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We are given the grammar rules

  • $A \to F B E$

  • $B\to A C$

These rules are only some of the rules of a larger grammar $G$, but we are not given the remaining rules of $G$. We are told that $A$ is the start symbol of $G$ and that the following holds:

  • $\{\varepsilon, c, d\}\subseteq \text{FIRST}(C)$
  • $\{\varepsilon, e\} \subseteq \text{FIRST}(E)$
  • $\{\varepsilon, f, g\} \subseteq \text{FIRST}(F)$

Recall that end of file is denoted EOF.

Which of the following must hold?

  • $\varepsilon \in \text{FIRST}(B)$
  • $f \in \text{FIRST}(B)$
  • $c \in \text{FIRST}(B)$
  • $d \in \text{FIRST}(B)$
  • $a \in \text{FIRST}(B)$
  • $EOF \in \text{FIRST}(B)$

When I don't know what consist of $A,B,C,D,E,F$ given the condition above, how can I infer what $\text{FIRST}(B)$ would be?

My attempt was something like this: Given the condition, I can infer that $\text{FIRST}(A)$ may contain $f, g$ but absolutely can't have $e$. $\text{FIRST}(B)$ may contain $f, g$, but without knowing what $\text{FIRST}(A)$ is, I can't really figure out what $\text{FIRST}(B)$ is.

Am I missing something? Is there a way to fully infer what $\text{FIRST}(B)$ is without having all the information?

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1 Answer 1

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Recall that if $X \to Y_1…Y_k$ is a rule of the grammar, then:

  • $\Sigma\cap\text{FIRST}(Y_1)\subseteq \text{FIRST}(X)$
  • if, for some $2\leqslant j \leqslant k$, $\varepsilon \in \bigcap\limits_{i=1}^{j-1}\text{FIRST}(Y_i)$, then $\Sigma\cap\text{FIRST}(Y_j)\subseteq \text{FIRST}(X)$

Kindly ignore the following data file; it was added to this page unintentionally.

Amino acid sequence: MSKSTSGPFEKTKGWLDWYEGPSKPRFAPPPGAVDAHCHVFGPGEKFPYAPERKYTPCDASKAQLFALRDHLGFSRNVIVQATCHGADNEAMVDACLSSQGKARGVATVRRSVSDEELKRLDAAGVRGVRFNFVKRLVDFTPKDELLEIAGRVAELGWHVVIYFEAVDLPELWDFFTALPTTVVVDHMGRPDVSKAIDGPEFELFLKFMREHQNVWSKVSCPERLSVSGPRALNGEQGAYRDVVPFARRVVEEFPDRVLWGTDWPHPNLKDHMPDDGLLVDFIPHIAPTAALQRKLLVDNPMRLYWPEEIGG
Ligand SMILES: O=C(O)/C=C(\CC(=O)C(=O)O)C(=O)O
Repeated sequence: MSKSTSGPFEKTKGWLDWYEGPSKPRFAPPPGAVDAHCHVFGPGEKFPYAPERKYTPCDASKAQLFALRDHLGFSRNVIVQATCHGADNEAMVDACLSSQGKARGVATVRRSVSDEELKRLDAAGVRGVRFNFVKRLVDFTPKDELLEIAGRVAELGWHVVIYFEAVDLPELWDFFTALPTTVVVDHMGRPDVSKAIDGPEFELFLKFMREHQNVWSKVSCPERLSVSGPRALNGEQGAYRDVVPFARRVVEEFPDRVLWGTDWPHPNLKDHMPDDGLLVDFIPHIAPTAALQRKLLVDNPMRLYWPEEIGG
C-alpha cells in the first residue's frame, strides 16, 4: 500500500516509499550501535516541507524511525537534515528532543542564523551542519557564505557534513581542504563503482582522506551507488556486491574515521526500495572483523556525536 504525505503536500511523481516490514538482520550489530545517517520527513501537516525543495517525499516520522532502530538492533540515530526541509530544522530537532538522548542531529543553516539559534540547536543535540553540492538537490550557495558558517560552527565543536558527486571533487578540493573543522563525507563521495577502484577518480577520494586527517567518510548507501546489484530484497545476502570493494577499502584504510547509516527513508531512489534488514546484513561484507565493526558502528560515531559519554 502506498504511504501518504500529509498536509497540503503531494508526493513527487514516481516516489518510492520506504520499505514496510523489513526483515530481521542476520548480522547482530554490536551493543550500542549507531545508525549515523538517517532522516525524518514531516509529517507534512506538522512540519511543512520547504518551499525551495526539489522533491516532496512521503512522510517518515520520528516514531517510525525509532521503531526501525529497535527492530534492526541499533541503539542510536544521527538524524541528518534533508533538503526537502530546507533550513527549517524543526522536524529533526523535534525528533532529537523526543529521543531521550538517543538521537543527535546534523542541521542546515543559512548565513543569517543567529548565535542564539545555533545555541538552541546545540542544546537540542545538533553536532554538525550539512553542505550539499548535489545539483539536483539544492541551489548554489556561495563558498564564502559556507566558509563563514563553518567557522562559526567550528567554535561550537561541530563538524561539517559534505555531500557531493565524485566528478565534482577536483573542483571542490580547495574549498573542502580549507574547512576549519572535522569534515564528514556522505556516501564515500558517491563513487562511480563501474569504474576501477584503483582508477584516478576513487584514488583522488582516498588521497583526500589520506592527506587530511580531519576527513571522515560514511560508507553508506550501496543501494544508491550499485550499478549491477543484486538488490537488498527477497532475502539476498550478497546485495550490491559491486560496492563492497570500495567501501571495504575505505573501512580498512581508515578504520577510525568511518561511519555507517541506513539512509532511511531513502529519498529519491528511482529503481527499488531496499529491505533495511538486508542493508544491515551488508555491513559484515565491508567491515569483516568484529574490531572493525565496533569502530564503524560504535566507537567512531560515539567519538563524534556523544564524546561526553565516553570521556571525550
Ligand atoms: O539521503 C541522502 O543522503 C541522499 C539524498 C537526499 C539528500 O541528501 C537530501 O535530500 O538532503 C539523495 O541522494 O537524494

• if $\varepsilon \in \bigcap\limits_{i=1}^{k}\text{FIRST}(Y_i)$, then $\varepsilon\in\text{FIRST}(X)$.

Since $A\to FBE$ is a rule, $\Sigma \cap \text{FIRST}(F)\subseteq \text{FIRST}(A)$. Since $B\to AC$ is a rule, $\Sigma \cap \text{FIRST}(A)\subseteq \text{FIRST}(B)$. That means $\Sigma \cap \text{FIRST}(F)\subseteq \text{FIRST}(B)$, and so $f\in \text{FIRST}(B)$, no matter what the other rules of the grammar.

On the other hand, one cannot guarantee that $\varepsilon \in \text{FIRST}(B)$. Indeed, the following grammar:

$A\to FBE\mid a$

$B\to AC$

$C \to \varepsilon \mid c \mid d$

$E \to \varepsilon \mid e$

$F\to \varepsilon \mid f \mid g$

satisfies all the conditions, but $B$ cannot be derivated into $\varepsilon$.

Now that I answered the first two propositions, it is your turn to work on the others (either by finding inclusions or counter-examples).

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  • $\begingroup$ Hi! I appreciate this. I have not learnt these rules. I was simply given how to calculate FIRST sets so this is very helpful. Given this rule, FIRST(B) does include f and g and we can't guarantee whether epsilon can be included because of the absence of FIRST(A). Did I understand that correctly? $\endgroup$
    – tmhs
    Apr 15 at 6:34
  • $\begingroup$ I tried to apply this to a new problem set but it only put. me in confusion: A ➝ F C B E which is one rule from a larger grammar G, but we are not given the remaining rules of G. We are told that A is the start symbol of G and that the following holds: {ε, c, d} ⊆ FIRST(C), {ε, e} ⊆ FIRST(E), {ε, a, b} ⊆ FIRST(F) The ask is given this, figure out FIRST(A). According to what you have introduced above, I know that FIRST(A) includes {a,b}. The answer reads that it should also include {c}. But based on how to calculate FIRST set (see following comment), that seems impossible! $\endgroup$
    – tmhs
    Apr 15 at 8:59
  • $\begingroup$ Rule I am referring to : 1. FIRST(x) = { x } if x is a terminal, 2. FIRST(𝜺) = { 𝜺 }, 3. If A → Bα is a production rule, then add FIRST(B) – { 𝜺 } to FIRST(A), 4. If A → B0B1B2…BiBi+1…Bk and 𝜺 ∈ FIRST(B0) and 𝜺 ∈ FIRST(B1) and 𝜺 ∈ FIRST(B2) and … and 𝜺 ∈ FIRST(Bi), THEN add FIRST(Bi+1) – { 𝜺 } to FIRST(A), 5. If A → B0…Bk and FIRST(B0) and 𝜺 ∈ FIRST(B1) and 𝜺 ∈ FIRST(B2) and … and 𝜺 ∈ FIRST(Bk), then add 𝜺 to FIRST(A) $\endgroup$
    – tmhs
    Apr 15 at 8:59
  • $\begingroup$ Rules 3, 4, 5 are exactly the same rules I have stated, just formulated a bit differently… $\endgroup$
    – Nathaniel
    Apr 15 at 11:22
  • $\begingroup$ Also, of course $c\in \text{FIRST}(A)$, since $\varepsilon \in \text{FIRST}(F)$, and using your rule 4. $\endgroup$
    – Nathaniel
    Apr 15 at 11:30

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